I am not sure that it is possible for anyone brought up in the East to appreciate entirely what New York, the idea of New York, means to those of us who came out of the West and the South.
—Joan Didion, ‘Goodbye to All That’, Slouching Towards Bethlehem
I’ve lived in New York City for six months, and in about a week I will visit home for the first time since leaving. Home is Los Angeles, by the way, and of course it always will be, which is why I’m excited, if not a little anxious, to spend a week there.
During my last six months in Los Angeles, my decision to move to New York City already final, I spent many moments walking along the edge of Redondo Beach, daydreaming about how different my new life would be. It will feel rather strange now to walk that same stretch of beach, this time thinking (not even remembering, recalling, or imagining, but thinking) about my very real life, my actual reality, the one that’s waiting for me at home, New York City, as I visit family and friends back West.
It just so happened (although, these occurrences tend to happen to me more and more often as of late) that, two days ago, for no purposeful reason, I read Joan Didion’s superb and Cali-centric book of essays, Slouching Towards Bethlehem. The last essay, ‘Goodbye to All That,’ struck me particularly. It’s a meditative essay, written in retrospect, of Didion’s first eight years in New York City. She is, like me, from California (Sacramento, to be exact, which of course is very different from Los Angeles), and moved to New York City when she was around 22 or 23. In the essay she documents the slow erosion of what New York City meant to her. At 28, in her mind, the city seemed to age along with her and everything seemed old. The excitement had withered away, and the loneliness of the big City, so liberating a feeling at one time, began to sink her down. After eight years, she and her husband moved—where else?—to Los Angeles.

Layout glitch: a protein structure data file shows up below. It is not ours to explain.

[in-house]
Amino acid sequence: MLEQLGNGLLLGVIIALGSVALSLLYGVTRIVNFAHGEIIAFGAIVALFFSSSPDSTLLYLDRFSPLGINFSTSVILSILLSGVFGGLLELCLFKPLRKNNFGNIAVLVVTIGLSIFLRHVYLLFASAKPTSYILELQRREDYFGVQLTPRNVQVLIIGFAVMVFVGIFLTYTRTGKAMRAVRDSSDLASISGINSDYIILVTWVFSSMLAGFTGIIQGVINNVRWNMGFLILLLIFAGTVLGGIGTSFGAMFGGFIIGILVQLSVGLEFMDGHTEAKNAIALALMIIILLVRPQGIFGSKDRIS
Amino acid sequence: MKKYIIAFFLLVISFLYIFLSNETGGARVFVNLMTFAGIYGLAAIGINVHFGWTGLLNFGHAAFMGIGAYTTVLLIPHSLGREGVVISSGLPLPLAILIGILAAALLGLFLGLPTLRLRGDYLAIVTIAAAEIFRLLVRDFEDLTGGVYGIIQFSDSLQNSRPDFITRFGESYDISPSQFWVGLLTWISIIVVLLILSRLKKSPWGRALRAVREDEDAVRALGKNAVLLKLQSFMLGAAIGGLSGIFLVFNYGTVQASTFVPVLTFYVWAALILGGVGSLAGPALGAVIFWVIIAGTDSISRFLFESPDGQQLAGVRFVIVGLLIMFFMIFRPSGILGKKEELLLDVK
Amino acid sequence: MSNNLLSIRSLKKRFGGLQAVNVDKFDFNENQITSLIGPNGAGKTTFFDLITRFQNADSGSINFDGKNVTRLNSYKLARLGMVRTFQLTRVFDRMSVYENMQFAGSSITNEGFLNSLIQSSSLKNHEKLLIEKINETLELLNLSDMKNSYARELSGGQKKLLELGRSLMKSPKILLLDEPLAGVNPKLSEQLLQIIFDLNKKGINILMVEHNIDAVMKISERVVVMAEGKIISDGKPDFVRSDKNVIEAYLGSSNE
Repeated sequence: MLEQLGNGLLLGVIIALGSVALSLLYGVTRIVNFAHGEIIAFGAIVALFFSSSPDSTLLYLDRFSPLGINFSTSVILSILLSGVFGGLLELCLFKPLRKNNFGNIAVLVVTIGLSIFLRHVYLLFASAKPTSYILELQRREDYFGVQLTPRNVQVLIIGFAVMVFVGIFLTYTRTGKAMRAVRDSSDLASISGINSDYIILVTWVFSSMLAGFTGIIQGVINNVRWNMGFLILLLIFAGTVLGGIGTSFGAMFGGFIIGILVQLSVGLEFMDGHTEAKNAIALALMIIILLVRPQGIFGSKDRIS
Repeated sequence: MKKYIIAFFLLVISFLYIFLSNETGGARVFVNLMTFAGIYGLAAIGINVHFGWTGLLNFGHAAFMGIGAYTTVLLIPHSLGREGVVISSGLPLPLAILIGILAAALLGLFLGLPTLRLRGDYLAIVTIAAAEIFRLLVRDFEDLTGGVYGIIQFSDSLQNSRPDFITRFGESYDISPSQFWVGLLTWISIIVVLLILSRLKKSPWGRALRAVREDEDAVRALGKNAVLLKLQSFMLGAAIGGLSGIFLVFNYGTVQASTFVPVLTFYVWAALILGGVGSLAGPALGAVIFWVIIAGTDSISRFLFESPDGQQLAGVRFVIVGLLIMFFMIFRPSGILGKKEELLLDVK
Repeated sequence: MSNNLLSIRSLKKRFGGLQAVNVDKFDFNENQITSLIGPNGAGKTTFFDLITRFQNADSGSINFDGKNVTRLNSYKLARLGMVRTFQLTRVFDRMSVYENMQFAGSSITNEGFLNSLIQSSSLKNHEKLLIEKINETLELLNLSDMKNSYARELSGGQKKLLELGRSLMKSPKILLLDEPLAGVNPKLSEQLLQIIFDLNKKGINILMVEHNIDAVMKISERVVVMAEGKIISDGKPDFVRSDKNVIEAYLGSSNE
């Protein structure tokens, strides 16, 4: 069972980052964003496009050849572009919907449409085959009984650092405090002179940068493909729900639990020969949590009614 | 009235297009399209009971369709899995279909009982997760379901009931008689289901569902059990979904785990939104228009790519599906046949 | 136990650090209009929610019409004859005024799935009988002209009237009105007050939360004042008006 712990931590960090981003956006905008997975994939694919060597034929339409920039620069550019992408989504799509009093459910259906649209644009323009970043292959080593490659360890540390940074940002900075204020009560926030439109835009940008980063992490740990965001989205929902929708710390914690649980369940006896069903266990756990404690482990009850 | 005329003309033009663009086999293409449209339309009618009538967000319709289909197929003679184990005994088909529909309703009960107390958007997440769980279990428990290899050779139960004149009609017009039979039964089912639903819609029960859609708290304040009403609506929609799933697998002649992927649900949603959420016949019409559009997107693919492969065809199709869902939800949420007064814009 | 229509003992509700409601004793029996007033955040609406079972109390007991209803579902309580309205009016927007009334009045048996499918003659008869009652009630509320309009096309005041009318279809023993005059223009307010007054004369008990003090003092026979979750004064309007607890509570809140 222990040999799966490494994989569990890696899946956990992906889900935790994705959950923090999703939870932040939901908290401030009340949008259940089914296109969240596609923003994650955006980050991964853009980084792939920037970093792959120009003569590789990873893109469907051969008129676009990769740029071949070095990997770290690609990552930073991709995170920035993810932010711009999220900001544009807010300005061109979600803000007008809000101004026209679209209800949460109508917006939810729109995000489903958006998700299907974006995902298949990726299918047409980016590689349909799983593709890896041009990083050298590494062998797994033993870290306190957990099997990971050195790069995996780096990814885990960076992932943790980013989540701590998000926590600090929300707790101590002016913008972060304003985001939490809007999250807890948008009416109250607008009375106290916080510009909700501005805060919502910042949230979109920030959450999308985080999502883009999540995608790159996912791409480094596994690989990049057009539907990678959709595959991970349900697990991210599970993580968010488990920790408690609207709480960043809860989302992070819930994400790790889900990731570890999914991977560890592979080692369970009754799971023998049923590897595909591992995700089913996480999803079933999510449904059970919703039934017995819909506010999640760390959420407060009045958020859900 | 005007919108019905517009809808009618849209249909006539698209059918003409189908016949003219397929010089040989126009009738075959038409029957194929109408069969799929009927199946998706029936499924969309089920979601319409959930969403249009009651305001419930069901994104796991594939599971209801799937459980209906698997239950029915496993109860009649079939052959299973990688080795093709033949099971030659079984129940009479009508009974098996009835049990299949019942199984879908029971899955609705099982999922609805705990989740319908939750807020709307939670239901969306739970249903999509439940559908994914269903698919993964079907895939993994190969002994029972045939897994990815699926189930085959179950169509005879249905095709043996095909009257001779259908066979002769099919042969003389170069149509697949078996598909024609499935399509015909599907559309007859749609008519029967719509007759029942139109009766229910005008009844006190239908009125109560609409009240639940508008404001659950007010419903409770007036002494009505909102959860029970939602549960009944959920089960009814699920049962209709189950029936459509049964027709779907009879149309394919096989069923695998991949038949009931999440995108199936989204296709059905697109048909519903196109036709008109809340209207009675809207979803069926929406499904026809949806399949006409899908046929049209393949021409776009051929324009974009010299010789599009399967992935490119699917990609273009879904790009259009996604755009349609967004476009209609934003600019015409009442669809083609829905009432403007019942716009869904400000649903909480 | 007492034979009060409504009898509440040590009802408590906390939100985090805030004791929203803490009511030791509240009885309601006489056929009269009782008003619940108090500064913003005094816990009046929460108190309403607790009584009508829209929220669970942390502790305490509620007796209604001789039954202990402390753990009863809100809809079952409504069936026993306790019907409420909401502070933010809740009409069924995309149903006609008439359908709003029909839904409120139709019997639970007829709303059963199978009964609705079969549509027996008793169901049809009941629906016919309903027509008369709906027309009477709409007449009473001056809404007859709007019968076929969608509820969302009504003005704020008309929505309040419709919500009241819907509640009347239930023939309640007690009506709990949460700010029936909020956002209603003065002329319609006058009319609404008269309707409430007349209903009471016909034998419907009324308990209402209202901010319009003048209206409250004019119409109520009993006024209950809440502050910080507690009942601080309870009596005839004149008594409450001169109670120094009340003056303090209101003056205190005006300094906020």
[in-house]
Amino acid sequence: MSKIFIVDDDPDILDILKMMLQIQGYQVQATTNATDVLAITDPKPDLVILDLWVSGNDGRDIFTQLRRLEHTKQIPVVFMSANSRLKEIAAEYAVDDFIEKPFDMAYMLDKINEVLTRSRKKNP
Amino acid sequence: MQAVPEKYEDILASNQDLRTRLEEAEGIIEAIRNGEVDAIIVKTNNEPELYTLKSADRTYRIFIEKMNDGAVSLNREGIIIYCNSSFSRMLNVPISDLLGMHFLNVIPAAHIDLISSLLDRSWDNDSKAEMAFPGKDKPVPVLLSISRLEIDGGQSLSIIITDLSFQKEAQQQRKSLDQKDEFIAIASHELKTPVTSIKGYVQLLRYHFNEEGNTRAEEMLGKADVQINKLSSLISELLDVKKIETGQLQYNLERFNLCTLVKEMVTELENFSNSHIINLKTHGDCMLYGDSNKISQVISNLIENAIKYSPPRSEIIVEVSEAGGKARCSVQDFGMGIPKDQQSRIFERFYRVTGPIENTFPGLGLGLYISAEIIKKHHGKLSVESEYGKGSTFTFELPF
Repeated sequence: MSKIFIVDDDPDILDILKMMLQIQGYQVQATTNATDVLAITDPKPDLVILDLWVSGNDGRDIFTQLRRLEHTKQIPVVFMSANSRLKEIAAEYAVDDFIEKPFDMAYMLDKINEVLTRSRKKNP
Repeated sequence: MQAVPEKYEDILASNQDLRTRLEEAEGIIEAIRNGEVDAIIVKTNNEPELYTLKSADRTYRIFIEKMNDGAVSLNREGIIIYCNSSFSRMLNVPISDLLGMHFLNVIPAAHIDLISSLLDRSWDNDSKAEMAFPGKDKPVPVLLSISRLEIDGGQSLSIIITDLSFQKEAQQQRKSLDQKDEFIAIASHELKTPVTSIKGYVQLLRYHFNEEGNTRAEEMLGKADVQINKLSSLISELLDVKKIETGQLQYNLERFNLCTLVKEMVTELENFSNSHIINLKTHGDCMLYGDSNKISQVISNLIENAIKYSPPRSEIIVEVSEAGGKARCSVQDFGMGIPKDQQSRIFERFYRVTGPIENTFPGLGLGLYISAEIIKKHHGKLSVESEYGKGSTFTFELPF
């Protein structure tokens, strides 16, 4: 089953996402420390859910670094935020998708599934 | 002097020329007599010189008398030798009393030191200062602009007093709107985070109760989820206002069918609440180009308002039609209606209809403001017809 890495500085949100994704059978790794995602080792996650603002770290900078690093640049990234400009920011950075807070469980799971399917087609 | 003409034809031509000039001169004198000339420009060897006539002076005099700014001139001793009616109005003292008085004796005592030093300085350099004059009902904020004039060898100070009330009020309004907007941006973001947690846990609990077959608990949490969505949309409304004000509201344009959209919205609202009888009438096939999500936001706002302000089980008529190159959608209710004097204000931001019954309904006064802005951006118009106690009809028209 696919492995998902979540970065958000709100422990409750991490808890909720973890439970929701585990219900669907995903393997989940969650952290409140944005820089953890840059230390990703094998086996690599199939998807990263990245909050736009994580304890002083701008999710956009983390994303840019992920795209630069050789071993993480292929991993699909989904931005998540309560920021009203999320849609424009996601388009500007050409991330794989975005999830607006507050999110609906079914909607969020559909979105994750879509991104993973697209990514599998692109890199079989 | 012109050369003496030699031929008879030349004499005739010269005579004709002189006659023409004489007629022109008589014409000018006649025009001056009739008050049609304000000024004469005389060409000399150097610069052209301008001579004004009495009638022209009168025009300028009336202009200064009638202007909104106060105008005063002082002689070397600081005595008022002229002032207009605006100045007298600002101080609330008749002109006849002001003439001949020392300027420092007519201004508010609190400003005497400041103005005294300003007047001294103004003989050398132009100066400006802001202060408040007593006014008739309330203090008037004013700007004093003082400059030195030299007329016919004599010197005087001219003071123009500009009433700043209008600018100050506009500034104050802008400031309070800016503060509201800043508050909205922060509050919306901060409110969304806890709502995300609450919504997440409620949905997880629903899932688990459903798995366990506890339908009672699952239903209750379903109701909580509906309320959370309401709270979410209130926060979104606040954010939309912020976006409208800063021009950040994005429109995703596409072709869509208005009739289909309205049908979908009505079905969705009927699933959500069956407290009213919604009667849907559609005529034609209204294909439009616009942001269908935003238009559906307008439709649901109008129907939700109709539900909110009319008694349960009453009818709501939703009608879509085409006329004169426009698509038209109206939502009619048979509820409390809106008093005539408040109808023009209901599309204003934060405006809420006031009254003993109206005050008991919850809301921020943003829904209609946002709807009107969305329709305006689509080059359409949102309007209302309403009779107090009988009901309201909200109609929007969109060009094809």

Joan Didion is many things to me, but is prophet one of them? I suddenly recall an LA friend of mine tell me that New York is the kind of place that chews you up for a few years and then spits you back out. I then recall a distant cousin of mine, a former New Yorker who has since lived in many other places, still regard New York as the place in which he could’ve lived and died.
Of course these thoughts are all interesting at best and pointless at worst. Six months is a very young amount of time. And, perhaps most importantly, anyone who knows me shouldn’t ignore the fact that the urge to travel may trump any physical place in this entire world for the rest of my life, no matter how much I think I love it.
We’ll just never know.
(I almost forgot to mention: Joan Didion moved back to New York City in 2005.)